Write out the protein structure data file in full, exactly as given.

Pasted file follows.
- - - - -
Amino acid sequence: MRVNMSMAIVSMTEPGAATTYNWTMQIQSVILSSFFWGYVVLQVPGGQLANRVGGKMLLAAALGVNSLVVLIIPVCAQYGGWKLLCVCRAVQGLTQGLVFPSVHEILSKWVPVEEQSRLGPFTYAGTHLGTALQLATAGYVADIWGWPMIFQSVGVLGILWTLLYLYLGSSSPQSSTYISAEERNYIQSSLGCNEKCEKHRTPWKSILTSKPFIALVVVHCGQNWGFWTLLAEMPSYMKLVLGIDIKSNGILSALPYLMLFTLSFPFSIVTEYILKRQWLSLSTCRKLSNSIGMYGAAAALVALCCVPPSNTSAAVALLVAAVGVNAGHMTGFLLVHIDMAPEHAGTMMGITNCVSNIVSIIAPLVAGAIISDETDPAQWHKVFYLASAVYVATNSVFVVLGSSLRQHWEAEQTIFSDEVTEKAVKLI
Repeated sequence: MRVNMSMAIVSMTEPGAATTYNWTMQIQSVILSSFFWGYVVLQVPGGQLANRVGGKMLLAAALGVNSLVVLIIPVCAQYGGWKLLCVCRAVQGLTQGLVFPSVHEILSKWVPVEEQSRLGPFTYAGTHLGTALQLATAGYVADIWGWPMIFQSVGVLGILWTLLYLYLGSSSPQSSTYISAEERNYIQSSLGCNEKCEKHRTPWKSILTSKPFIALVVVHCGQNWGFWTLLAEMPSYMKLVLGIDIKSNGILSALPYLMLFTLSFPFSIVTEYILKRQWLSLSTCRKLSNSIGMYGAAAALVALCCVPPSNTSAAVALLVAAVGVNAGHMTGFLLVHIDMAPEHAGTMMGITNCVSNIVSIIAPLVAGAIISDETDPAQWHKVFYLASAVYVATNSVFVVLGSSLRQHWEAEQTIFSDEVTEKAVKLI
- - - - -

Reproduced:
Amino acid sequence: MRVNMSMAIVSMTEPGAATTYNWTMQIQSVILSSFFWGYVVLQVPGGQLANRVGGKMLLAAALGVNSLVVLIIPVCAQYGGWKLLCVCRAVQGLTQGLVFPSVHEILSKWVPVEEQSRLGPFTYAGTHLGTALQLATAGYVADIWGWPMIFQSVGVLGILWTLLYLYLGSSSPQSSTYISAEERNYIQSSLGCNEKCEKHRTPWKSILTSKPFIALVVVHCGQNWGFWTLLAEMPSYMKLVLGIDIKSNGILSALPYLMLFTLSFPFSIVTEYILKRQWLSLSTCRKLSNSIGMYGAAAALVALCCVPPSNTSAAVALLVAAVGVNAGHMTGFLLVHIDMAPEHAGTMMGITNCVSNIVSIIAPLVAGAIISDETDPAQWHKVFYLASAVYVATNSVFVVLGSSLRQHWEAEQTIFSDEVTEKAVKLI
Repeated sequence: MRVNMSMAIVSMTEPGAATTYNWTMQIQSVILSSFFWGYVVLQVPGGQLANRVGGKMLLAAALGVNSLVVLIIPVCAQYGGWKLLCVCRAVQGLTQGLVFPSVHEILSKWVPVEEQSRLGPFTYAGTHLGTALQLATAGYVADIWGWPMIFQSVGVLGILWTLLYLYLGSSSPQSSTYISAEERNYIQSSLGCNEKCEKHRTPWKSILTSKPFIALVVVHCGQNWGFWTLLAEMPSYMKLVLGIDIKSNGILSALPYLMLFTLSFPFSIVTEYILKRQWLSLSTCRKLSNSIGMYGAAAALVALCCVPPSNTSAAVALLVAAVGVNAGHMTGFLLVHIDMAPEHAGTMMGITNCVSNIVSIIAPLVAGAIISDETDPAQWHKVFYLASAVYVATNSVFVVLGSSLRQHWEAEQTIFSDEVTEKAVKLI